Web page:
The Political Construction of Education: The State, School Expansion, & Economic Change

Hardcover | January 4, 1992

EditorBruce Fuller, Richard Rubinson

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Political actors within the modern state--in both the West and the Third World--argue that more schooling can provide remedies for a variety of economic and social ills. But what is the state's actual efficacy in sparking demands for, and constructing effective forms of, mass schooling? Is the state really an effective agent relative to educational demands originating from other institutions: competing economic interests, the family, and the school institution itself? Under what institutional conditions does school expansion spur economic growth and change? Since the 1960s, institutional and economic theorists have advanced responses to these important issues from three theoretical perspectives: functionalist human capital, class conflict, and world institution frameworks. This volume reviews historical work on these critical issues, conducted over the past two decades in the United States, Europe, and the Third World. Review chapters are complemented by reports of new findings--authored by a novel array of international economists, sociologists, and political analysts pulled together for this unusual initiative. Following a review chapter on the state's role in boosting mass schooling and economic change, Part 1 focuses on the historical origins of literacy and schooling. Part 2 reports original work on national economic effects of school expansion, drawing on experiences from both industrialized and developing economies. Part 3 turns to the issue of how central states attempt to craft the supply of, and manipulate popular demand for, schooling. Practical implications are discussed throughout. Top researchers have gathered an abundance of evidence, providing a rich reference volume forscholars and social policy makers alike.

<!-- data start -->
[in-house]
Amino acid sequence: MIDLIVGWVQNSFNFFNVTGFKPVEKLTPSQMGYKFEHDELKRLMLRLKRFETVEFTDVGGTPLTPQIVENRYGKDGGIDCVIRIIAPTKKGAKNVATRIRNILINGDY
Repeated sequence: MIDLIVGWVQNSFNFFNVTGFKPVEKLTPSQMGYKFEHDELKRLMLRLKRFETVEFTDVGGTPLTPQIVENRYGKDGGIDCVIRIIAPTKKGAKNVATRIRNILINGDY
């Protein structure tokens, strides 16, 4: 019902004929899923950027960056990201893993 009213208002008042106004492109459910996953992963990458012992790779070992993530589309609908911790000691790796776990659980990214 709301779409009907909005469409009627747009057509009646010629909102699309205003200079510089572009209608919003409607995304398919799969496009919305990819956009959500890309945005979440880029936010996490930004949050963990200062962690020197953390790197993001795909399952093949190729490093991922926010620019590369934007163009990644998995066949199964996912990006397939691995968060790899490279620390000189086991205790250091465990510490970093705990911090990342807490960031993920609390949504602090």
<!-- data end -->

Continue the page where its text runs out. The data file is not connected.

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Political actors within the modern state--in both the West and the Third World--argue that more schooling can provide remedies for a variety of economic and social ills. But what is the state's actual efficacy in sparking demands for, and constructing effective forms of, mass schooling? Is the state really an effective agent relative t...

Format:HardcoverDimensions:288 pagesPublished:January 4, 1992Publisher:Greenwood Publishing Group, Incorporated

The following ISBNs are associated with this title:

ISBN - 10:027593831X

ISBN - 13:9780275938314

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?Mass schooling spread from Europe to the New World and then to Third World countries as political leaders visualized schooling as a means of curing many of the ills of society. The schools, which have spread around the globe, are strikingly similar regardless of the culture and economic conditions of the countries in which they have been institutionalized. Fuller and Rubinson have compiled 14 essays into a four-part book that addresses the critical question of what forces are driving the spread of mass schooling and discusses theories that attempt to describe the rise of mass schooling. Section 1 focuses on how popular demand for schooling transferred loyalty from the local community to the state. Section 2 looks at the relationship between the economy and the impact of schooling. Section 3 focuses on how economic conditions, class structures, and nonstate agencies impact the actions of the state in developing mass schooling. The last section addresses the institutional conditions that permit the state to play a creditable role in the expansion of schooling. This book has strong implications for students of educational policy development and public school finance. It will allow students to reflect on the reasons for schooling and the implications of schooling against commonly held beliefs.?-Choice